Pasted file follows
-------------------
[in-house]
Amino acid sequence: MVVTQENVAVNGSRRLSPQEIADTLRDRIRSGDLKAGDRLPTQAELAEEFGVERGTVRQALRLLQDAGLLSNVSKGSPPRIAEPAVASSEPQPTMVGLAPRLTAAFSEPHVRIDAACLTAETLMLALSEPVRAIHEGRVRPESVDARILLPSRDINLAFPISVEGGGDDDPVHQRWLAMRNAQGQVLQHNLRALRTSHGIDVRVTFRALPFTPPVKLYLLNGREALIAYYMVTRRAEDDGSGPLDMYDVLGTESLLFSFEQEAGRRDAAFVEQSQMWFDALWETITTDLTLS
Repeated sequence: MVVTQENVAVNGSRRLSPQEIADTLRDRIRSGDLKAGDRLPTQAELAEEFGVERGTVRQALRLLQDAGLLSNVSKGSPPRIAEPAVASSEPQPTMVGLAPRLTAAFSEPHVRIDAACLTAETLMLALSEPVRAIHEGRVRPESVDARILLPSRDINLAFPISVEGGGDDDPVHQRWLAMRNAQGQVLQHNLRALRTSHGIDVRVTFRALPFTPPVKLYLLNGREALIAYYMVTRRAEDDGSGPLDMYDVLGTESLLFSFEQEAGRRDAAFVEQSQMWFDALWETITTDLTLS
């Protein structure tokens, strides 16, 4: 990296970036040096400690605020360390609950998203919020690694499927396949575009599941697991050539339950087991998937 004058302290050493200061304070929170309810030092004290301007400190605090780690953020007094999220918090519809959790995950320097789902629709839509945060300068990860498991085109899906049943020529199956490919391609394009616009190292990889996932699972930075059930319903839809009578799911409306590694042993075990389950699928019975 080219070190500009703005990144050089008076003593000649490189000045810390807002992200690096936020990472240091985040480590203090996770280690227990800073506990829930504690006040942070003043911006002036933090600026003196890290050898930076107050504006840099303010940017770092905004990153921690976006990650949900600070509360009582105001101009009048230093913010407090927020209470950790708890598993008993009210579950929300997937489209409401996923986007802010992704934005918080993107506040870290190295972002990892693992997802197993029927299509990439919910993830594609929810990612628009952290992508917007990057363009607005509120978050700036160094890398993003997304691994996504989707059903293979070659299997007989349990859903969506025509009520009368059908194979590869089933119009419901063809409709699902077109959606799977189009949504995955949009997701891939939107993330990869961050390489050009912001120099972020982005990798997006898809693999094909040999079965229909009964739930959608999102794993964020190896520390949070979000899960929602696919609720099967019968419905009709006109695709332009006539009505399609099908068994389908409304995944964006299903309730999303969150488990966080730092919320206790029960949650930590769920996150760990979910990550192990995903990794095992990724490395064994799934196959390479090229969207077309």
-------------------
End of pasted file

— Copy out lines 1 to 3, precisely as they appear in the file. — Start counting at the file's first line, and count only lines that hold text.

[in-house]
Amino acid sequence: MVVTQENVAVNGSRRLSPQEIADTLRDRIRSGDLKAGDRLPTQAELAEEFGVERGTVRQALRLLQDAGLLSNVSKGSPPRIAEPAVASSEPQPTMVGLAPRLTAAFSEPHVRIDAACLTAETLMLALSEPVRAIHEGRVRPESVDARILLPSRDINLAFPISVEGGGDDDPVHQRWLAMRNAQGQVLQHNLRALRTSHGIDVRVTFRALPFTPPVKLYLLNGREALIAYYMVTRRAEDDGSGPLDMYDVLGTESLLFSFEQEAGRRDAAFVEQSQMWFDALWETITTDLTLS
Repeated sequence: MVVTQENVAVNGSRRLSPQEIADTLRDRIRSGDLKAGDRLPTQAELAEEFGVERGTVRQALRLLQDAGLLSNVSKGSPPRIAEPAVASSEPQPTMVGLAPRLTAAFSEPHVRIDAACLTAETLMLALSEPVRAIHEGRVRPESVDARILLPSRDINLAFPISVEGGGDDDPVHQRWLAMRNAQGQVLQHNLRALRTSHGIDVRVTFRALPFTPPVKLYLLNGREALIAYYMVTRRAEDDGSGPLDMYDVLGTESLLFSFEQEAGRRDAAFVEQSQMWFDALWETITTDLTLS